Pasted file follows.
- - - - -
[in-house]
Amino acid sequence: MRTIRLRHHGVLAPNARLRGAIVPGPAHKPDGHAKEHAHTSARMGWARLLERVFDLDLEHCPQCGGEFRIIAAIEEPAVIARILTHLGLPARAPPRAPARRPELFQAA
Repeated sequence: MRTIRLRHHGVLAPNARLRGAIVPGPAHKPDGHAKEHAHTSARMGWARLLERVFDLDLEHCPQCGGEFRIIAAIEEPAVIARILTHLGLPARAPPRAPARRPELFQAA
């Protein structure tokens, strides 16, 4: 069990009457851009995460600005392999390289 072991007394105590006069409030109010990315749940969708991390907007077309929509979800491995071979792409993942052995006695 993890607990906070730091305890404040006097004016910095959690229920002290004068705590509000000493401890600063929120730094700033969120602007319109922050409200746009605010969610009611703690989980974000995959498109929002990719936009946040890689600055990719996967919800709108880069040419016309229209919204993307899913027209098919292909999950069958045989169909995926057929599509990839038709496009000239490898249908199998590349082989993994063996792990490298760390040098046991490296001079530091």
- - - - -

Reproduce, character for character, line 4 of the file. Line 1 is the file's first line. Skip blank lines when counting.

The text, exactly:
């Protein structure tokens, strides 16, 4: 069990009457851009995460600005392999390289 072991007394105590006069409030109010990315749940969708991390907007077309929509979800491995071979792409993942052995006695 993890607990906070730091305890404040006097004016910095959690229920002290004068705590509000000493401890600063929120730094700033969120602007319109922050409200746009605010969610009611703690989980974000995959498109929002990719936009946040890689600055990719996967919800709108880069040419016309229209919204993307899913027209098919292909999950069958045989169909995926057929599509990839038709496009000239490898249908199998590349082989993994063996792990490298760390040098046991490296001079530091």